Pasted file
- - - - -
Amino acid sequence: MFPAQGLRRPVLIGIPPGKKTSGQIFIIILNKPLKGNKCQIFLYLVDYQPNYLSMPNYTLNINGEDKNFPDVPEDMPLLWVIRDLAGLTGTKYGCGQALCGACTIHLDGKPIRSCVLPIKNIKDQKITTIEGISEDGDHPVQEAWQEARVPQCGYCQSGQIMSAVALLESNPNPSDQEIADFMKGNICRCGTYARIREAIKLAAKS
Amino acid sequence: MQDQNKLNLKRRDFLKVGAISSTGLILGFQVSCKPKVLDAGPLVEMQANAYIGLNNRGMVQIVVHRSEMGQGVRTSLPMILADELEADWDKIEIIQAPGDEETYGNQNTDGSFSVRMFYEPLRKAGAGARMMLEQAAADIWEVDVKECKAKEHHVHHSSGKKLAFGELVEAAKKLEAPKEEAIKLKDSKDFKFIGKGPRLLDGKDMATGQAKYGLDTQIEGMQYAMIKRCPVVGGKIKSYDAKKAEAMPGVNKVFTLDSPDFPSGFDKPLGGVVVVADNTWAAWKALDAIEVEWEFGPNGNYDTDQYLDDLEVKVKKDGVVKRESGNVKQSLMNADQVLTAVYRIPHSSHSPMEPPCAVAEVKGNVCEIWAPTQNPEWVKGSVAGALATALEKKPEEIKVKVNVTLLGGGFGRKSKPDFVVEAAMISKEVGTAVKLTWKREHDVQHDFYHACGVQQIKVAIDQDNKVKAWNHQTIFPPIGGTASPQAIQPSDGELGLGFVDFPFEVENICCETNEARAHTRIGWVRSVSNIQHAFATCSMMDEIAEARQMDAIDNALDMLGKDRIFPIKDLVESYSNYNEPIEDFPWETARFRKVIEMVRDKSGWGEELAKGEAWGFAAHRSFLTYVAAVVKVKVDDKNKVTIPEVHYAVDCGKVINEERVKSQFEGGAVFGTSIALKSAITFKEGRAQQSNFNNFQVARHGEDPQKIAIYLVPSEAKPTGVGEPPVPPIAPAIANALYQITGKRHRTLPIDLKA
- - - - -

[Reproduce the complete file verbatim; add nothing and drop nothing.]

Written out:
Amino acid sequence: MFPAQGLRRPVLIGIPPGKKTSGQIFIIILNKPLKGNKCQIFLYLVDYQPNYLSMPNYTLNINGEDKNFPDVPEDMPLLWVIRDLAGLTGTKYGCGQALCGACTIHLDGKPIRSCVLPIKNIKDQKITTIEGISEDGDHPVQEAWQEARVPQCGYCQSGQIMSAVALLESNPNPSDQEIADFMKGNICRCGTYARIREAIKLAAKS
Amino acid sequence: MQDQNKLNLKRRDFLKVGAISSTGLILGFQVSCKPKVLDAGPLVEMQANAYIGLNNRGMVQIVVHRSEMGQGVRTSLPMILADELEADWDKIEIIQAPGDEETYGNQNTDGSFSVRMFYEPLRKAGAGARMMLEQAAADIWEVDVKECKAKEHHVHHSSGKKLAFGELVEAAKKLEAPKEEAIKLKDSKDFKFIGKGPRLLDGKDMATGQAKYGLDTQIEGMQYAMIKRCPVVGGKIKSYDAKKAEAMPGVNKVFTLDSPDFPSGFDKPLGGVVVVADNTWAAWKALDAIEVEWEFGPNGNYDTDQYLDDLEVKVKKDGVVKRESGNVKQSLMNADQVLTAVYRIPHSSHSPMEPPCAVAEVKGNVCEIWAPTQNPEWVKGSVAGALATALEKKPEEIKVKVNVTLLGGGFGRKSKPDFVVEAAMISKEVGTAVKLTWKREHDVQHDFYHACGVQQIKVAIDQDNKVKAWNHQTIFPPIGGTASPQAIQPSDGELGLGFVDFPFEVENICCETNEARAHTRIGWVRSVSNIQHAFATCSMMDEIAEARQMDAIDNALDMLGKDRIFPIKDLVESYSNYNEPIEDFPWETARFRKVIEMVRDKSGWGEELAKGEAWGFAAHRSFLTYVAAVVKVKVDDKNKVTIPEVHYAVDCGKVINEERVKSQFEGGAVFGTSIALKSAITFKEGRAQQSNFNNFQVARHGEDPQKIAIYLVPSEAKPTGVGEPPVPPIAPAIANALYQITGKRHRTLPIDLKA